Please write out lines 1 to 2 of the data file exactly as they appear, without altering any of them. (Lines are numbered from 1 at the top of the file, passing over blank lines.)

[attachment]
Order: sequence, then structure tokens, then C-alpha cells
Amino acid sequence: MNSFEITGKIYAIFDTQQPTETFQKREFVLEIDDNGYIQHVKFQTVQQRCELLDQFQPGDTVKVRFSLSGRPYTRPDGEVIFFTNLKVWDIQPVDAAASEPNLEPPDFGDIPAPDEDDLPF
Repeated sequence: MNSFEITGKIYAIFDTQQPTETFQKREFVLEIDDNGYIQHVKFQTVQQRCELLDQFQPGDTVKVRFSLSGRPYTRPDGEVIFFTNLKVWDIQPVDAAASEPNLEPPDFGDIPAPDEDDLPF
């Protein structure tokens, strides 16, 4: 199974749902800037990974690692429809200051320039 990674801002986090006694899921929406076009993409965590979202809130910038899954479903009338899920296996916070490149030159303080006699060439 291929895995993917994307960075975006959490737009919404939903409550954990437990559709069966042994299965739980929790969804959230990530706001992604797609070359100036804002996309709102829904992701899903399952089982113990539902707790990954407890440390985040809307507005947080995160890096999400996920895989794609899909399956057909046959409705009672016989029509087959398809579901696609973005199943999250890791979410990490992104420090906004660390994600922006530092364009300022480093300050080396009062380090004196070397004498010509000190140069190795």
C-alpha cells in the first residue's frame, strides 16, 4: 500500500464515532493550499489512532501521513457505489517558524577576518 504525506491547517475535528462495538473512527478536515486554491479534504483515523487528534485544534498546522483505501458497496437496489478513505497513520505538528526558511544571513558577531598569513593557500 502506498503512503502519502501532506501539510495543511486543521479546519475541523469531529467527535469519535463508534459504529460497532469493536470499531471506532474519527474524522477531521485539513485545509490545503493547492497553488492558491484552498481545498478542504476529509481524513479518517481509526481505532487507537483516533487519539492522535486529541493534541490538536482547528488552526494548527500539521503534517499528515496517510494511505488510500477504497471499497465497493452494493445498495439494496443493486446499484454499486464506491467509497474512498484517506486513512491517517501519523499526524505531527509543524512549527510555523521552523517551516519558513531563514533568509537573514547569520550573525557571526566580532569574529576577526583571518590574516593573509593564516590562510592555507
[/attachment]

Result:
Order: sequence, then structure tokens, then C-alpha cells
Amino acid sequence: MNSFEITGKIYAIFDTQQPTETFQKREFVLEIDDNGYIQHVKFQTVQQRCELLDQFQPGDTVKVRFSLSGRPYTRPDGEVIFFTNLKVWDIQPVDAAASEPNLEPPDFGDIPAPDEDDLPF